Jonathan Wiesen, MediOrbus

Future of Specialty Telemedicine

By Jonathan Wiesen, M.D.
Jonathan Wiesen, MediOrbus

Its success lies in a synergy between the technological and the clinical.

Traditionally, telehealth and telemedicine were considered to be separate and, at times, opposing, components to remote clinical care. Digital health tools such as wearables, monitoring and technology platforms, were considered an entity unto themselves, whereas clinical telemedicine services, i.e. the provision of medical care from a trained professional to a patient, was considered its own service line. For years companies jockeyed for position within these two silos, taking great pains to ensure that their specific identity remained intact.

The fallacy of that notion and those distinct categorizations is obvious. Firstly, clinical services are insufficient without an adequate technology platform. You simply cannot provide telemedicine without a technology medium. Moreover, the more tools and information that are available to the provider, the better the clinical service that he or she can deliver. Conversely, digital health monitoring, while an important adjunct to clinical services, cannot be misconstrued as medical care. Providers are necessary to intervene, manage and prescribe.

The arrival of the COVID-19 pandemic heralded an array of societal and medical dilemmas. From a telehealth perspective, the near complete shutdown of most cities and societies, made it impossible for most people to visit healthcare facilities or providers. The shutdown also brought nearly immediate validation of the necessity of remote clinical services. Now, both telehealth and telemedicine are viewed as vital care for patients. It is no longer sufficient to provide a technology modality for tracking health parameters without having clinical follow up, nor could clinicians ignore the necessity of top-tier communications tools and data aggregation modalities.

More importantly, however, all participants in the healthcare ecosystem, from providers to payers to patients, realized how the integration of telemedicine and telehealth can be utilized to improve patient care. Utilizing telehealth platforms could aggregate data, streamline workflows and improve efficiency. Tethering a top-tier platform that provides those tools with an outstanding clinical network to make it actionable could drive improved patient outcomes, engagement and satisfaction. Hence it became apparent that both telehealth and telemedicine are necessities and that companies should be providing the highest level of both.

Particularly in specialty telemedicine, an area of clinical service rife with inefficiencies and fee-for-service rather than outcomes, platforms must be constructed in easy-to-use manners, to ensure satisfaction from providers. At the same time, they must maintain sophisticated artificial intelligence, data processing, clinical workflows and algorithms to streamline clinical care.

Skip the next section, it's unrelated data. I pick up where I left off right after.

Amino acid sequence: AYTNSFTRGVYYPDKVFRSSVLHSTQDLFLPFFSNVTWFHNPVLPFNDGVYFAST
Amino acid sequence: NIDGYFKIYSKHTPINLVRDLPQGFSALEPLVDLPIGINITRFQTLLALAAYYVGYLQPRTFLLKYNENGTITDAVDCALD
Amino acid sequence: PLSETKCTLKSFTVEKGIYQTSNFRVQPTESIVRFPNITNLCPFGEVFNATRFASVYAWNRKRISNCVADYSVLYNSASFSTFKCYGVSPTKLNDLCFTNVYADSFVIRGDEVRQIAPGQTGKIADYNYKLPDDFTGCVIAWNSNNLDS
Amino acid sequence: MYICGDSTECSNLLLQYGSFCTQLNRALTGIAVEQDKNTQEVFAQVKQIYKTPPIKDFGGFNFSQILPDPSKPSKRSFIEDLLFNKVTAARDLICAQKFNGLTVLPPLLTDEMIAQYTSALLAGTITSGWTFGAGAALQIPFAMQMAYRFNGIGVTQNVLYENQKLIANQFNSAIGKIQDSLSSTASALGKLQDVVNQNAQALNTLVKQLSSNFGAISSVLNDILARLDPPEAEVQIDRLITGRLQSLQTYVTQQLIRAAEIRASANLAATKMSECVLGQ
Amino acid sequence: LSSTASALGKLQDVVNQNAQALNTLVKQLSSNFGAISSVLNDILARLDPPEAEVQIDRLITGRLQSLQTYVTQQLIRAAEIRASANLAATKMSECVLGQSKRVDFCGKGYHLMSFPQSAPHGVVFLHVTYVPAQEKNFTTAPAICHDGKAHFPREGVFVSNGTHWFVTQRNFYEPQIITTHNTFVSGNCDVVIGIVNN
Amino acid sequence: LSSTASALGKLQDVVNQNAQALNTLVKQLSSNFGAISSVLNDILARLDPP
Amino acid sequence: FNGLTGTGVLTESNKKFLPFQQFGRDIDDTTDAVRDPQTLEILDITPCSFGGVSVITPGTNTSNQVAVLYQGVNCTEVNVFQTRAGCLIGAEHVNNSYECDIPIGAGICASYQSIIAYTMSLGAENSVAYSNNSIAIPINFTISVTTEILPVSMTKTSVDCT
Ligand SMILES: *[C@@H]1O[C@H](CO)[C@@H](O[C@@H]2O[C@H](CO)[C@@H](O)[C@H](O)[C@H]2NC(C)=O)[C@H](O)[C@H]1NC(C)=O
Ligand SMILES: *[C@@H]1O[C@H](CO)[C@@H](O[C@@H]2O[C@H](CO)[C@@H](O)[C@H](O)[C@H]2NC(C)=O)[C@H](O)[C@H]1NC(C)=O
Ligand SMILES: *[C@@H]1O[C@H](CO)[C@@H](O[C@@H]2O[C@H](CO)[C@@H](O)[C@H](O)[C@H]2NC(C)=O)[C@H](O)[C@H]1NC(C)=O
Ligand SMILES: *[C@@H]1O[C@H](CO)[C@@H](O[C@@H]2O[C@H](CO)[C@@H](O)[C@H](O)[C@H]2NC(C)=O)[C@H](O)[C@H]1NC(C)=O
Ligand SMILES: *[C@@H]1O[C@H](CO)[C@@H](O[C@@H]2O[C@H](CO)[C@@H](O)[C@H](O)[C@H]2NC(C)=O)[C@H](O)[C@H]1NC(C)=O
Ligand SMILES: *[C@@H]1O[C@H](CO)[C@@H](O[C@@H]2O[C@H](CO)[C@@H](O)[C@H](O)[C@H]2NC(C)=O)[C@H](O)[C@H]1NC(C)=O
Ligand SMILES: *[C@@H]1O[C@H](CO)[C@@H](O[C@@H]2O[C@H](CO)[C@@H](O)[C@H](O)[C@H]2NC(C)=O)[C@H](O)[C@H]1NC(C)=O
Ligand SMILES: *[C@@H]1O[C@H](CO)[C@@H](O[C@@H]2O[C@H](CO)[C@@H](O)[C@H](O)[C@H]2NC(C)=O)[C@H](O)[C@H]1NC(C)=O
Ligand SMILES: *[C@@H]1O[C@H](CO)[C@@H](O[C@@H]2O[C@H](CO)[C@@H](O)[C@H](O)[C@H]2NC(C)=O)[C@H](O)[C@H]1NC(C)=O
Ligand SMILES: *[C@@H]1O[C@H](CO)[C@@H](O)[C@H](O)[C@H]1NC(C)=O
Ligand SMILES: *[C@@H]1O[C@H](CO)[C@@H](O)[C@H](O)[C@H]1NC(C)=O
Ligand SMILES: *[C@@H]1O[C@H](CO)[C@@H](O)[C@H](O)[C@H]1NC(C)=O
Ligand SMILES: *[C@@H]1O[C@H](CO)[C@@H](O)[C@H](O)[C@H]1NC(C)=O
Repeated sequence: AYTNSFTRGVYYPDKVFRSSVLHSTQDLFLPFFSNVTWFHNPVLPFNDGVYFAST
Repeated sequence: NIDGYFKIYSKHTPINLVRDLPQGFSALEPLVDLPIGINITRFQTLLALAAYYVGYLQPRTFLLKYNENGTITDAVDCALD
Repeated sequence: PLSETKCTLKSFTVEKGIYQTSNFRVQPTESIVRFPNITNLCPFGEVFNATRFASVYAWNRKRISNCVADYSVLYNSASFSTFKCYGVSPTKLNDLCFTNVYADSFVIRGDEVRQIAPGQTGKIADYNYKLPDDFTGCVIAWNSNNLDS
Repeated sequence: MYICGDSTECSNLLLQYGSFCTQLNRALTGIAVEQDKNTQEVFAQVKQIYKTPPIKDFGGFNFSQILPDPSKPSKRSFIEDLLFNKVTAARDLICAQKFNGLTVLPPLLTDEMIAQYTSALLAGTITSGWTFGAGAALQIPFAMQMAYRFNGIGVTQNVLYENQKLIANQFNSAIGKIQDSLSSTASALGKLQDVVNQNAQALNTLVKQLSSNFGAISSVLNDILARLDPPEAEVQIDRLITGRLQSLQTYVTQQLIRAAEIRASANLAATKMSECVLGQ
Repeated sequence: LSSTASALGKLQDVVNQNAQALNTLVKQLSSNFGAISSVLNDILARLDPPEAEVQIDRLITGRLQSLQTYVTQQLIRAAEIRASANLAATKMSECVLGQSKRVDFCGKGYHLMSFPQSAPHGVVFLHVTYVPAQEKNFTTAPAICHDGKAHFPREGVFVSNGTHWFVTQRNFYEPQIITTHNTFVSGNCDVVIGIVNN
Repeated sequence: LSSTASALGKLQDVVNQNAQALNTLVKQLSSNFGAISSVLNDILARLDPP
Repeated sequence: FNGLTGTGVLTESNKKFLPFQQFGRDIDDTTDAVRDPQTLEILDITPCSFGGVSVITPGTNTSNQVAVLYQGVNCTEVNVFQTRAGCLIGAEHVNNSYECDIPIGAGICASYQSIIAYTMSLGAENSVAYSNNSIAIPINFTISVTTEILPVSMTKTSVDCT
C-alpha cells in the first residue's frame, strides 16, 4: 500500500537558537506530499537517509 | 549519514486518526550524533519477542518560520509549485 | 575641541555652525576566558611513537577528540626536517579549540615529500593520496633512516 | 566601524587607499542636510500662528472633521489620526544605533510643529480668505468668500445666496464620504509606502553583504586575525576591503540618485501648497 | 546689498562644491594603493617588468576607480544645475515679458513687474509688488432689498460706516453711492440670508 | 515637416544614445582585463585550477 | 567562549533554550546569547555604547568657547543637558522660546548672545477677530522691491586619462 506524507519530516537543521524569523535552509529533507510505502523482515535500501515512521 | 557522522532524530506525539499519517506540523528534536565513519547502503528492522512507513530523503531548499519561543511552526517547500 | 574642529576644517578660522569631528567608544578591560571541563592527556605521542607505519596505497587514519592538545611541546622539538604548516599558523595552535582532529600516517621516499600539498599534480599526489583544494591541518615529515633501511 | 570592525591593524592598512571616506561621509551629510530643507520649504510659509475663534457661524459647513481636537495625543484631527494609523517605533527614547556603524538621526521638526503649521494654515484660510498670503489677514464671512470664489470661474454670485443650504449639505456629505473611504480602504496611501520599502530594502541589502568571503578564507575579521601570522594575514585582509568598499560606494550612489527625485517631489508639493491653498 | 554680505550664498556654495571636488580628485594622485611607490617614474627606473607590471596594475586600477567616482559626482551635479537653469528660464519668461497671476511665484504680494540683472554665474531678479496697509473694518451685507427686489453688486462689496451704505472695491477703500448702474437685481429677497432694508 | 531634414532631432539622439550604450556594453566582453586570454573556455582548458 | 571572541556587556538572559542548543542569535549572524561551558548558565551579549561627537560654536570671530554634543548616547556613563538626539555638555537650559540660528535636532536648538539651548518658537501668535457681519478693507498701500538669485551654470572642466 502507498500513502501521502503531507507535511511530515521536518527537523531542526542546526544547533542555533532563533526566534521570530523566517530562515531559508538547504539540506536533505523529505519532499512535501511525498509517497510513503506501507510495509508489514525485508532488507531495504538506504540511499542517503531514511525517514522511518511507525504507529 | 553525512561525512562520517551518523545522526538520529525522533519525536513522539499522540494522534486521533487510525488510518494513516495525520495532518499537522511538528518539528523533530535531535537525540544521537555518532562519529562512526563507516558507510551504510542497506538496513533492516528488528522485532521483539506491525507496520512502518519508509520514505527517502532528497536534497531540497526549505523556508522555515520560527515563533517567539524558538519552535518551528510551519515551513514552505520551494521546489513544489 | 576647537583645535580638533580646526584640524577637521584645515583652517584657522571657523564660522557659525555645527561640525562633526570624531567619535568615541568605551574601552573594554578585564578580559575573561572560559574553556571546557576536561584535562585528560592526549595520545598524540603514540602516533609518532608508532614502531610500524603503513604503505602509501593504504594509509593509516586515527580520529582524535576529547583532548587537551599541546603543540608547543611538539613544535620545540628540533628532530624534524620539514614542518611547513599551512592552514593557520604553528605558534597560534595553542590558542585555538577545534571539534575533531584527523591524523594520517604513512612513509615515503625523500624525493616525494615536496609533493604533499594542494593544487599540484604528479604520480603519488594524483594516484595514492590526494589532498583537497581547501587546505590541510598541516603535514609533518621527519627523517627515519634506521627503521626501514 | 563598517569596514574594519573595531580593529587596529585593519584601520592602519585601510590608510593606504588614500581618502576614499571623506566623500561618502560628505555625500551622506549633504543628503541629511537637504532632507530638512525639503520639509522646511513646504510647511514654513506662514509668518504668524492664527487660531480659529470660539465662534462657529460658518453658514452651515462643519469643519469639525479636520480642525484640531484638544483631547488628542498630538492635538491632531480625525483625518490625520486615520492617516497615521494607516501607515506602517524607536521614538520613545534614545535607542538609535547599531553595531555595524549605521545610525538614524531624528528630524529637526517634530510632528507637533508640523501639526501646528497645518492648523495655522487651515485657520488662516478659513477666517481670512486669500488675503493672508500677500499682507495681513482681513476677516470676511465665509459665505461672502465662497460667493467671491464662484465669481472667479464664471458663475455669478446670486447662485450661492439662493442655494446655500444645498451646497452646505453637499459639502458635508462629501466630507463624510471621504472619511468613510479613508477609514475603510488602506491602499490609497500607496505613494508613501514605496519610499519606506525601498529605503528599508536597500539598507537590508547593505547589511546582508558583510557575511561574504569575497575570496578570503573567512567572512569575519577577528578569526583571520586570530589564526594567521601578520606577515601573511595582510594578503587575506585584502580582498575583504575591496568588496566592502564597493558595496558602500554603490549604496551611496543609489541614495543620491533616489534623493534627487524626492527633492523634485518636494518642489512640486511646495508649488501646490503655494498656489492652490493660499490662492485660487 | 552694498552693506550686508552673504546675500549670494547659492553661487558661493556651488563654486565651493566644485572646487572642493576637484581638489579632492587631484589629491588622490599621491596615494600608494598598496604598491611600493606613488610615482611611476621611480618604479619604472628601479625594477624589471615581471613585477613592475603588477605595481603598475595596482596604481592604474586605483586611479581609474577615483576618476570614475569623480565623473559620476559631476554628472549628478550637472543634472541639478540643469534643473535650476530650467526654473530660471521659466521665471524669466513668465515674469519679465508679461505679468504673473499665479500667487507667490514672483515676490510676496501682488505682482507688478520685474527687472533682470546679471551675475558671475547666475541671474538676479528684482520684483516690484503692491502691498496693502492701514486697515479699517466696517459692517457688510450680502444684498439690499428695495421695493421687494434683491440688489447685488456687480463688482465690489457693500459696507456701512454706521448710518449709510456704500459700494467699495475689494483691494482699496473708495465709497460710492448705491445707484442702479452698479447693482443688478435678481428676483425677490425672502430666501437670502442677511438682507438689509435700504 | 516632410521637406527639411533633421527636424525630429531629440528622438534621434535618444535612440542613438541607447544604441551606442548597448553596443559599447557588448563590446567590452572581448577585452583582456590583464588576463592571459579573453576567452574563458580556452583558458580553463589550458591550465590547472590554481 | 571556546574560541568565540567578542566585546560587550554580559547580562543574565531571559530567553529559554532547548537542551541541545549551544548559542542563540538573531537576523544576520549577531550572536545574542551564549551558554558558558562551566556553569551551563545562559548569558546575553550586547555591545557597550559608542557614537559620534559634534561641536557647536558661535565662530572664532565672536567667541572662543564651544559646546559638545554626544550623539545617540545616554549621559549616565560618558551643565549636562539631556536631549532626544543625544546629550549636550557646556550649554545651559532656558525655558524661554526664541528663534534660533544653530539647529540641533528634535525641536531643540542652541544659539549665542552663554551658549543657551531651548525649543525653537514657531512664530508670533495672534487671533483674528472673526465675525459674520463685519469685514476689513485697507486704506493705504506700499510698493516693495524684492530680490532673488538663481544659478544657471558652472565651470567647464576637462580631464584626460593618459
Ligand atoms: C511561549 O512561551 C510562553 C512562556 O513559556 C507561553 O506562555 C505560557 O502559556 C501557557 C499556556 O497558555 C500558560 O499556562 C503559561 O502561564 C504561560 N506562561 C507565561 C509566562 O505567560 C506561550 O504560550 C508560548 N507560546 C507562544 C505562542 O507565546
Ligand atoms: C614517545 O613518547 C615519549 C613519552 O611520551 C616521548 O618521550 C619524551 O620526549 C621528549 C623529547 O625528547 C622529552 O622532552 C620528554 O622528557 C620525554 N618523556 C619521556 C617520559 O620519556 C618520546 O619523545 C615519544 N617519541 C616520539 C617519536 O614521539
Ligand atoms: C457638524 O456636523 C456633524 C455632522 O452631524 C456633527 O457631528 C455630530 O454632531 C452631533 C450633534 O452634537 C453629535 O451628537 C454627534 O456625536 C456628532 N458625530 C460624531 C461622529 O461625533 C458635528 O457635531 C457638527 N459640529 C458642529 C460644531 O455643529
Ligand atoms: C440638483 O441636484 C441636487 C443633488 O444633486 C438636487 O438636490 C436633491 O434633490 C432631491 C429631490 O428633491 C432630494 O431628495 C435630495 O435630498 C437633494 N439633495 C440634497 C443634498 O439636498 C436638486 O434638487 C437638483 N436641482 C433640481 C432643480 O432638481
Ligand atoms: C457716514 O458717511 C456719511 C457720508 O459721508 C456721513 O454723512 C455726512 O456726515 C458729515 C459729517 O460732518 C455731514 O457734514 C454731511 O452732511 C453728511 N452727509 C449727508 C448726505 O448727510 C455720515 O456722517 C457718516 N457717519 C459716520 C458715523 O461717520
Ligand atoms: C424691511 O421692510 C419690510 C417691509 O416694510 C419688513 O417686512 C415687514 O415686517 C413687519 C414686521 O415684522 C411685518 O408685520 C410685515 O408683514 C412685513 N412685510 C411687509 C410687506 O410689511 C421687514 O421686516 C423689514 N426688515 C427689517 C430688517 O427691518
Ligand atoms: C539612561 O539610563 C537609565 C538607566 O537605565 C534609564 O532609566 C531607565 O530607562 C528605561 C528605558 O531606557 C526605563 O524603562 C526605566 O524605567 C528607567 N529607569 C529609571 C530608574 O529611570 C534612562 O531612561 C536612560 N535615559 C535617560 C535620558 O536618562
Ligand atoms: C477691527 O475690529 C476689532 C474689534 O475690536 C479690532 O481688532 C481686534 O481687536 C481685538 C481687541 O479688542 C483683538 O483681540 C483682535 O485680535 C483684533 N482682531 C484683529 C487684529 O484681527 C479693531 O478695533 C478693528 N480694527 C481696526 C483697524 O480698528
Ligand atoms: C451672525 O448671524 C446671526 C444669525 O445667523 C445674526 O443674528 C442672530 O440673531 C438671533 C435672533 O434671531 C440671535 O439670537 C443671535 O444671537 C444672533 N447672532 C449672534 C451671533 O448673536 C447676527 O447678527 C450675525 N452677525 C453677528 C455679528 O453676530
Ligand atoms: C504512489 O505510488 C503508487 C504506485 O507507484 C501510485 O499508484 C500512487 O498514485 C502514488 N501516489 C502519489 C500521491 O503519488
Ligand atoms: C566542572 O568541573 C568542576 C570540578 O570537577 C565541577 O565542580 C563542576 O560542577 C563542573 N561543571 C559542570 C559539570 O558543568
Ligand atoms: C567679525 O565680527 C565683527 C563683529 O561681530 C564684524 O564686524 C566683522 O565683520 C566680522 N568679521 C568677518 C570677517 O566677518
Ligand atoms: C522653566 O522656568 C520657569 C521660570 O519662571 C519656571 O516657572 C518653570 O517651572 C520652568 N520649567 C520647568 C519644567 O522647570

The future of telemedicine lies in a synergy between the technological and the clinical. To the extent that payers, providers and patients can put together enter and solutions that encompass every component of medical care, the system will be healthier and more time and cost efficient. While the trend towards comprehensive promote care has been accelerated by the recent pandemic, there is still a lot of work to be done. In particular, the following key issues will determine how quickly the members of this ecosystem can implement and utilize these solutions.

  1. Reimbursement for services is a must in order to drive value-based care. The single most prominent roadblock to implementation of remote clinical services is the reimbursement structure. Improvements have been made during the pandemic and they must be maintained even after its resolution.
  2. Corporate practice of medicine rules must reflect the current realities on the ground. Crafted decades ago, rules must be adopted to today’s medical ecosystem.
  3. Physician licensure, registration and credentialing processes must be adapted for the 21st century. Clinical needs must be able to be filled nearly immediately and should not be encumbered by traditional bureaucratic processes.

Physicians should be encouraged to promote new ideas, workflows and systems-based approaches. The medical ecosystem should reward, not punish, those who think outside the box and try to improve the situation for all of those around them.

About The Author

Jonathan Wiesen, MediOrbus